offer counseling and help for anyone with
a gambling addiction, which can lead to
financial ruin,” said Carl Robertson, who
represented the organization at the expo
and handed out literature featuring its
24-hour help hotline.
The expo also featured charitable and
nonprofit organizations, providing information for those who need assistance as
well as those interested in giving.
They included the National Military
SOUNDOFF! January 30, 2014
Family Association, which advocates for
military benefits and manages programs
that include scholarships; summer camps
for children whose parents are deployed;
and support for the caregivers of wounded warriors and the Manna Food Center, a nonprofit organization working to
eliminate hunger in Montgomery County
through food distribution, education and
“Ten Thousand Villages is the gift that
gives twice” said Melba Leopardi, pointing out that the hand-made textiles, jewelry and art featured in her exhibit were
made from sustainable natural resources
and recycled materials.
Leopardi said the nonprofit organization works to improve the livelihood of
disadvantaged artisans in 38 countries.
Michele Rackey, executive director of
Government Employees’ Benefits Association, praised event organizers.
“I’ve been a vendor at many of these
events over the years, and this was by far
the most well-organized expo I’ve ever
had the pleasure of attending,” she said.
PHOTO COURTESY OF DISA
A representative from Fort Meade’s Army Community Service explains the
organization’s mission and provides an overview of services offered to a Defense
Information Systems Agency employee at the agency’s Financial Wellness Expo
held Jan. 16. The exhibitors included banks, credit unions, financial planners, credit
counselors and insurance agents to help DISA employees secure their financial wellbeing.
Find the Fort Meade
Look for the “Community” tab then
click on “Religious Services” for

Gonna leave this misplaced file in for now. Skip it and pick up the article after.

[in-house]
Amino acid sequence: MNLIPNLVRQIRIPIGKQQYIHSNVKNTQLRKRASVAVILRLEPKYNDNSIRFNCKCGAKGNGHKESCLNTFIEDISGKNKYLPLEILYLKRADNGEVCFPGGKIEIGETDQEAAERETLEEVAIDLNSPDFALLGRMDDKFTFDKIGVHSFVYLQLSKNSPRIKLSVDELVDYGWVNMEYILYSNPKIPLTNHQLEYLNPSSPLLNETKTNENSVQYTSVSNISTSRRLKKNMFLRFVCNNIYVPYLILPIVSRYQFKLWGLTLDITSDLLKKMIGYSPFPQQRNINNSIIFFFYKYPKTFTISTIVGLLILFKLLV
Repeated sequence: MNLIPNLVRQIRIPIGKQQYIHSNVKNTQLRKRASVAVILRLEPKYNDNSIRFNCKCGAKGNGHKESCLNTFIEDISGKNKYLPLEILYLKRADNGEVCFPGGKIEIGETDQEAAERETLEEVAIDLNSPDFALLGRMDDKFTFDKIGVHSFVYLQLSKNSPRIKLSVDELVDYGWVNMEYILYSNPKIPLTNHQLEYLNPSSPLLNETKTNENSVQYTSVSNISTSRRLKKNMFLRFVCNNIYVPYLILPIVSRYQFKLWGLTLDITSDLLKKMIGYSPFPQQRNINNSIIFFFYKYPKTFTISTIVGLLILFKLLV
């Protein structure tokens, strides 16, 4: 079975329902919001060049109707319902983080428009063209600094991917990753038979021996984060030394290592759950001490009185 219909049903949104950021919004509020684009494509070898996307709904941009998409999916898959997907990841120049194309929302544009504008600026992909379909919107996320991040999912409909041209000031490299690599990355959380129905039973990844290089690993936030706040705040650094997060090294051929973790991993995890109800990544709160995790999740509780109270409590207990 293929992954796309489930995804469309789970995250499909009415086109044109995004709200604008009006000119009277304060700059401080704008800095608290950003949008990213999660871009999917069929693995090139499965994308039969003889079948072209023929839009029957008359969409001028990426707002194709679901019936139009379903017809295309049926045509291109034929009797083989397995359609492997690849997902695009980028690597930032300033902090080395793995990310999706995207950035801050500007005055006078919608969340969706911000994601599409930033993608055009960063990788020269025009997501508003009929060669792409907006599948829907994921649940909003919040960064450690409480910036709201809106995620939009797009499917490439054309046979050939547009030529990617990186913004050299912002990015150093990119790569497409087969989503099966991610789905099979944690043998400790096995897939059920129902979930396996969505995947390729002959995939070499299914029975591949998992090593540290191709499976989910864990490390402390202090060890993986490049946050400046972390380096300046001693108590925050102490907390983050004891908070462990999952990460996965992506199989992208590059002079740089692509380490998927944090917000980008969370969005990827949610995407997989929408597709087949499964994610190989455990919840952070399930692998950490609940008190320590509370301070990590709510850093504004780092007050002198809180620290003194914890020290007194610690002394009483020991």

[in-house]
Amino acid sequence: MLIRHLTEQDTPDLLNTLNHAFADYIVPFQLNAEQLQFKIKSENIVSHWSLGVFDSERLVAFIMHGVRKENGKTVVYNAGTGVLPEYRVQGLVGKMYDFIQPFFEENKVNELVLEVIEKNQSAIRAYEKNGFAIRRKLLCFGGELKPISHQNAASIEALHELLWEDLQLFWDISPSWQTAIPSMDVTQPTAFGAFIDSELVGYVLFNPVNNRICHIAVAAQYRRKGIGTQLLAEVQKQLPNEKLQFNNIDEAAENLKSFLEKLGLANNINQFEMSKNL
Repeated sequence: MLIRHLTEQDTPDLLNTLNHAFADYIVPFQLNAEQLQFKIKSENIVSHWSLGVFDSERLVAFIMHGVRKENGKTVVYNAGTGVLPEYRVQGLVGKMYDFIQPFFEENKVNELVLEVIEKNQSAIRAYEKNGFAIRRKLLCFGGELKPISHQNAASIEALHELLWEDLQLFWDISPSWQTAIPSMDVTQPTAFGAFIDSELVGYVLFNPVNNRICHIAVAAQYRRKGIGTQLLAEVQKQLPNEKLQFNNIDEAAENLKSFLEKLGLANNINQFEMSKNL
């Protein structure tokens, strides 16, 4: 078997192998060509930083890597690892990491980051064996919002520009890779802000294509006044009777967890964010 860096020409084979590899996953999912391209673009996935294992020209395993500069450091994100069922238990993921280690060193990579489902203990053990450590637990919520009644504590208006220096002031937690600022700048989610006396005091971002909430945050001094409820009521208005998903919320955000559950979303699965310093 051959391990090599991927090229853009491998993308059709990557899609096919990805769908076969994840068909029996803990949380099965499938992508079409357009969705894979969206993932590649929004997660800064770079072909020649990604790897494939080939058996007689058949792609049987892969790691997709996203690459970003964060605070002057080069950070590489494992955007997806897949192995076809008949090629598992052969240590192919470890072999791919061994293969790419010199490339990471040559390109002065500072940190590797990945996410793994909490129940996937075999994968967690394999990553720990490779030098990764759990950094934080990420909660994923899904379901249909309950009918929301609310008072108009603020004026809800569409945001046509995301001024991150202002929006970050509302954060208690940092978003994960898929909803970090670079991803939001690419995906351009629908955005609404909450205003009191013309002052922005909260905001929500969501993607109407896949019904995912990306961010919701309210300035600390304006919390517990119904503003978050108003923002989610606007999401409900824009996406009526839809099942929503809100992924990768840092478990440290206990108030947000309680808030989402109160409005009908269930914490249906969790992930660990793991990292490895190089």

schedules, events and
New chaplain takes over Family Life Ministry Center
Story and photo by Lisa R. Rhodes
Twelve years ago, Chaplain (Maj.) James
Covey counseled a Solider who did not want
to admit she was having suicidal thoughts.
At the time, Covey was a battalion chaplain at the 204th Forward Support Battalion,
4th Infantry Division, at Fort Hood, Texas.
“Just being there with her let her know
that people cared,” said Covey, the garrison’s
new chaplain at the Family Life Ministry
Center located at Argonne Hills Chapel
After a few hours of talking with the Soldier, Covey convinced her to come with him
to the Behavioral Health Clinic, where she
was assessed and not found to be at risk.
“The last time I knew, she was OK,
“Covey said. “Every chaplain in the Army
has a story like that.”
Covey said this form of counseling is
called “ministry of presence.” He practices it
regularly, along with the two pastoral counseling interns who work at the Family Life
The center provides pastoral counseling
to all branches of the military, DoD civilian
employees and family members in the Fort
Its mission is to “provide professional and
compassionate care to the whole person,”
according to the garrison’s Religious Support
The Pastoral Counseling Program at
Loyola University Maryland in Columbia
has a partnership with Fort Meade to provide internships at the Family Life Ministry